Wolf spiders live on the ground, in gardens, woodpiles, holes, or anything they can crawl under. Some types of wolf spiders are more commonly seen in people’s lawns during spring and summer.
Like many spiders, wolf spiders move indoors around the end of August. Opting to live near windows, doorways, or basements.
They capture their prey by chasing or ambushing it, typically eating other spiders and insects.
Wolf Spiders And Humans
Although it is a persistent belief that wolf spiders have a necrotic bite, there have been no confirmed cases. Wolf spiders will bite if threatened. Their bites usually produce nothing more than redness and irritation, unless the bitten person has an allergy.
Despite their intimidating appearance, many gardeners welcome wolf spiders. As they are a free and effective form of pest control.
Yellow Sac Spiders (Cheiracanthium) in Utah
The most common sac spider found in Utah is the Yellow Sac Spider. Unlike the hobo or wolf spiders, the sac spider lives up to its reputation for having a bite poisonous to humans.
Identifying The Yellow Sac Spider
The yellow sac spider is unsurprisingly yellow, though some appear more green or white. Its jaws and mouthparts are dark-brown. There is a dark stripe running the length of the spider’s abdomen. The tips of the sac spider’s legs are black as though it walked through ink.
Females reach anywhere from 5-10 mm and males 4-8 mm. Though the males tend to be darker and leaner.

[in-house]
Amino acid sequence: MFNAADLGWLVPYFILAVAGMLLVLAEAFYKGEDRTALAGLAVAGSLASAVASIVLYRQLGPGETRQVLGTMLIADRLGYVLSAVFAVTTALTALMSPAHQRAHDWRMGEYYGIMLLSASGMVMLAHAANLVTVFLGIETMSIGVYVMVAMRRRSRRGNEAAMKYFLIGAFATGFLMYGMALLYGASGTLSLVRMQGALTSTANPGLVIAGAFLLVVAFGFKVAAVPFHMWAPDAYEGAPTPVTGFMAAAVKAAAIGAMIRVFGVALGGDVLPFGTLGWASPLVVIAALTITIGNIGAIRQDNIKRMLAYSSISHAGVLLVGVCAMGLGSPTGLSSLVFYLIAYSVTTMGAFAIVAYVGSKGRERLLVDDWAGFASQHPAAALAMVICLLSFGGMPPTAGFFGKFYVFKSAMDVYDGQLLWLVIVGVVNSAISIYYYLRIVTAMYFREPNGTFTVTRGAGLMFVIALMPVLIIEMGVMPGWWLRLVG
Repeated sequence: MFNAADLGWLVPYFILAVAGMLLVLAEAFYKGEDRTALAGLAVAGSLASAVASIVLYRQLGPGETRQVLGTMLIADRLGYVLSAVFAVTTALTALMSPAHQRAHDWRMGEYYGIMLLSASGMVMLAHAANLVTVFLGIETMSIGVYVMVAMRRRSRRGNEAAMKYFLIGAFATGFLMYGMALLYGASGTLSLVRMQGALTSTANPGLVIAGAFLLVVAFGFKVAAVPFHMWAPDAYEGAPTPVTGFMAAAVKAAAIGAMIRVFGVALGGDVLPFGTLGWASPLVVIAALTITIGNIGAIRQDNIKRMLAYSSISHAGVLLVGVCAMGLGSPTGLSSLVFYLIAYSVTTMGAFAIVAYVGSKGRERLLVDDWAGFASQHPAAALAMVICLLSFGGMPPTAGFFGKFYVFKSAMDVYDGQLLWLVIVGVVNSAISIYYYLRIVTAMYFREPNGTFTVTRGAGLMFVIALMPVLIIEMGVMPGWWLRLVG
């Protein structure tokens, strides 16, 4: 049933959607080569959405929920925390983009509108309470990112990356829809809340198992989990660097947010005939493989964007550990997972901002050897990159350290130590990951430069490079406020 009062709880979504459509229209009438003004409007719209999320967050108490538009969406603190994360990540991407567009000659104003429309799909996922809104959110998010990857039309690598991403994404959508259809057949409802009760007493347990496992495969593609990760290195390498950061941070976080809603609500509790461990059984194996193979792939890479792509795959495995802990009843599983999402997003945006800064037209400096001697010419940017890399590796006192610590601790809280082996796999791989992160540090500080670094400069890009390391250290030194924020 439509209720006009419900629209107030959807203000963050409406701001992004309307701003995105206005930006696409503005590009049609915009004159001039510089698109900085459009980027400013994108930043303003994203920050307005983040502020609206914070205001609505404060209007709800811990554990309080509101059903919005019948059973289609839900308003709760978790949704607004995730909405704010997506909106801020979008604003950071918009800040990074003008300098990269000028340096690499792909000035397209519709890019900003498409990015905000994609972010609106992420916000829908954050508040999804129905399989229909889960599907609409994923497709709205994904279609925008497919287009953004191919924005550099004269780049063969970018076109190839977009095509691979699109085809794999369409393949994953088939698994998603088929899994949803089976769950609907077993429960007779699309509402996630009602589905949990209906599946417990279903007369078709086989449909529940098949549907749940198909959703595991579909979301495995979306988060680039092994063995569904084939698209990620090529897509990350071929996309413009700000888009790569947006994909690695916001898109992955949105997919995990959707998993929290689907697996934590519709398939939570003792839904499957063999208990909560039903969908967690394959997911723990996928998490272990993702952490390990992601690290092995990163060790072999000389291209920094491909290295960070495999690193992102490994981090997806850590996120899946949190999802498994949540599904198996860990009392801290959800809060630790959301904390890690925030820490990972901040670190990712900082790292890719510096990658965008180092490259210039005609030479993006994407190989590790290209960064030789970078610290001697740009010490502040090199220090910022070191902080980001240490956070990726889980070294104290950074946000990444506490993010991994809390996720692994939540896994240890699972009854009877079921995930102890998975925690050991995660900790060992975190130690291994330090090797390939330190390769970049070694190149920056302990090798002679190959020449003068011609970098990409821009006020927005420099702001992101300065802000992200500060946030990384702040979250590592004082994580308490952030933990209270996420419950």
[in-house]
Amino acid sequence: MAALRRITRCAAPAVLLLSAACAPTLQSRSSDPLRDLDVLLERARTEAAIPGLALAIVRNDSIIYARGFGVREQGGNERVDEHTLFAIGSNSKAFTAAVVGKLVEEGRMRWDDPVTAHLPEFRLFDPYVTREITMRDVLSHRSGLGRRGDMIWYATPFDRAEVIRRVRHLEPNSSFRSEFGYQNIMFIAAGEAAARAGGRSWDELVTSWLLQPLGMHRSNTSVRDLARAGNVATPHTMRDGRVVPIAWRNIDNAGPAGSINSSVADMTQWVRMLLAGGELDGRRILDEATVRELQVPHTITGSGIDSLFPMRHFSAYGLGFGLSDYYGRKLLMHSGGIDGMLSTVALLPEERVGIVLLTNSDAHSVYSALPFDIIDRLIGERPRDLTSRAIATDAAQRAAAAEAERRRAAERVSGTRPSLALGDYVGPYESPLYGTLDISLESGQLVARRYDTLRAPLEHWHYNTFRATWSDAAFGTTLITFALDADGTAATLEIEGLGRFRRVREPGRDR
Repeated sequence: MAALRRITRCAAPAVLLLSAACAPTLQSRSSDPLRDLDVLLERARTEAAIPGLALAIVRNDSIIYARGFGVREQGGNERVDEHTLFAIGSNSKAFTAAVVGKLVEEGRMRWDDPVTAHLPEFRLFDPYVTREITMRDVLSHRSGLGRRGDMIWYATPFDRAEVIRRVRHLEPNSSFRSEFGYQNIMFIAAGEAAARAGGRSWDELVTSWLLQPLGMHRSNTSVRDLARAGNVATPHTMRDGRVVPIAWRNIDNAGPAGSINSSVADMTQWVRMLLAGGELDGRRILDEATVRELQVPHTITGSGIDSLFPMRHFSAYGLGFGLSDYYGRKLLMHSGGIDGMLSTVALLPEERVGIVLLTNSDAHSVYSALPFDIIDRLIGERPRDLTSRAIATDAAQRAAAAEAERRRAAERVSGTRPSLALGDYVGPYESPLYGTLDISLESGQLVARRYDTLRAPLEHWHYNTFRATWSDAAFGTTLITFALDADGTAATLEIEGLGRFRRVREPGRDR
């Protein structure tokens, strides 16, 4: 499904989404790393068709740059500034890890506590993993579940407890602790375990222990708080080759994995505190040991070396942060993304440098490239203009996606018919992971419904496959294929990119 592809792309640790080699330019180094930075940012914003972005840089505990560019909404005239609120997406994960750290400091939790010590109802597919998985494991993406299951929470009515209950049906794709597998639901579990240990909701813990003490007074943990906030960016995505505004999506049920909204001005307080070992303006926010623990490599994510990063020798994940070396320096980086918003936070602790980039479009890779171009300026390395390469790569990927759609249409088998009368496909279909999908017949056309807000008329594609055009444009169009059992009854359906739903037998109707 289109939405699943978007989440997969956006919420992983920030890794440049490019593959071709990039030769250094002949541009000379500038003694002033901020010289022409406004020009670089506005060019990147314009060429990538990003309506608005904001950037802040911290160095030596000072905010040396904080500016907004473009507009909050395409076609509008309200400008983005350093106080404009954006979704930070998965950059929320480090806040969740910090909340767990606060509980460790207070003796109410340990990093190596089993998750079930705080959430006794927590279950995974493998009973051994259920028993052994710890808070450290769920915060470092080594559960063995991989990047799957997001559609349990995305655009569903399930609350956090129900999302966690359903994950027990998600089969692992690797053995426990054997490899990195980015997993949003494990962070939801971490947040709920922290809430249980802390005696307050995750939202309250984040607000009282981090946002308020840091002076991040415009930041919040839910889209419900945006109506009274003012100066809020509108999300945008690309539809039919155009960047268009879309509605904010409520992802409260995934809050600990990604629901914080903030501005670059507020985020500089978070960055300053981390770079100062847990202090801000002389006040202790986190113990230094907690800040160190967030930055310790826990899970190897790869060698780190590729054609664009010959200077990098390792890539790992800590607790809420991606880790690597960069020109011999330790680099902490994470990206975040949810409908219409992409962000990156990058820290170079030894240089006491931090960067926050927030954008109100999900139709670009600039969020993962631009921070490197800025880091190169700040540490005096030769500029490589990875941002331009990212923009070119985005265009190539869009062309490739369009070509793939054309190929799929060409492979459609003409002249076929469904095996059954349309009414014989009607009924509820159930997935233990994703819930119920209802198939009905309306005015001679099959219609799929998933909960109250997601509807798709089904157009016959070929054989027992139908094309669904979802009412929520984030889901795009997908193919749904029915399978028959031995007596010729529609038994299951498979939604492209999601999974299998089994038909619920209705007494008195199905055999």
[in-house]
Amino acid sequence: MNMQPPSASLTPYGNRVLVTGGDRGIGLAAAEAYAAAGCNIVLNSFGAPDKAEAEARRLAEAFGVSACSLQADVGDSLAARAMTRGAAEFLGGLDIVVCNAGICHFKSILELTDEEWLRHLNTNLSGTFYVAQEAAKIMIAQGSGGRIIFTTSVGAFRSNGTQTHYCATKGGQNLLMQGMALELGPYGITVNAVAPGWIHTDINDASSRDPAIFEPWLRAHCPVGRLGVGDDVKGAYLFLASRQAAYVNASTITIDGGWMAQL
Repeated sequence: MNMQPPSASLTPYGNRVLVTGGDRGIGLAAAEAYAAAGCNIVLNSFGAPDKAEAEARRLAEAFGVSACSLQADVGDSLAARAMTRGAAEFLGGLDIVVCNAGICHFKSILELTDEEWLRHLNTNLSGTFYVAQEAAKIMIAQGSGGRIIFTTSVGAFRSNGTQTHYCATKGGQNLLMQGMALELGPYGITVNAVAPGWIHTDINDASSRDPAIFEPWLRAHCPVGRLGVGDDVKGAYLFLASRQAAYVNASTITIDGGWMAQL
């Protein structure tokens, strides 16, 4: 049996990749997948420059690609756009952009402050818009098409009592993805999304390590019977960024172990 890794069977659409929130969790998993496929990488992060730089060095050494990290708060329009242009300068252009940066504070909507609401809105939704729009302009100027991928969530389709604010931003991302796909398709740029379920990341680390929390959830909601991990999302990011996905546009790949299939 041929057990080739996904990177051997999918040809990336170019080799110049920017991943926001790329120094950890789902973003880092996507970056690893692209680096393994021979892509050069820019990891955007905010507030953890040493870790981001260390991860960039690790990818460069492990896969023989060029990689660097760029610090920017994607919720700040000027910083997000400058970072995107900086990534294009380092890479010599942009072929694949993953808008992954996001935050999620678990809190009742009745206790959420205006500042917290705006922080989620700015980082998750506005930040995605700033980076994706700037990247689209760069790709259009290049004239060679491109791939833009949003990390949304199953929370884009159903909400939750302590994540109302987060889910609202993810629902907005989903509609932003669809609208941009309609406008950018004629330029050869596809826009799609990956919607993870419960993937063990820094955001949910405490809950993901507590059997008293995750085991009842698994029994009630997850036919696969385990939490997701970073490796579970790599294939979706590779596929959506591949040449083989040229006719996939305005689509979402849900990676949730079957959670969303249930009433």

The Yellow Sac Spider’s Life Cycle
The female sac spider will lay her eggs any time from June to early autumn. These sacks are usually hidden in houses and guarded over by the female. After hatching the spiderlings stay with their mother for another 17 days.
Males take about 119 days to mature and females take 134 days. Both gender development rates are affected by environmental factors.
When And Where To Find Yellow Sac Spiders And What They Eat
The sac spider is a household spider and can be found year-round. Though adults are more frequently seen outside from April to October, where they ideally live in trees or shrubs close to open spaces.
These spiders are nocturnal, they spend their night hunting insects and smaller spiders. During the day they sleep in small web sacks that are tucked away on windowsills, where the ceiling and the wall meet, or under leaves.
On a side note, look for spider poop when trying to establish if you have spiders in your house. We have an article on this topic of spider poop, check it out if you are interested, Do Spiders Poop?
Yellow Sac Spiders And Humans
The yellow sac spider is attributed to more human bites than any other spider. These bits are painful and produce a burning sensation along with a rash. Other symptoms are; fever, nausea, and muscle cramps. Though these are not pleasant symptoms, sac spider bites are not fatal.
The Wrap Up
There are hundreds of other interesting spider families living in Utah such as Crab Spiders (Thomisidae), Woodlouse Spiders (Dysderidae), Crevice-weaving Spiders (Filistatidae) to name a few.
Out of all these spiders, only the western black widow poses a medical threat to people.
So if you are in Utah chances are the spider lurking in your shower is doing more good than harm.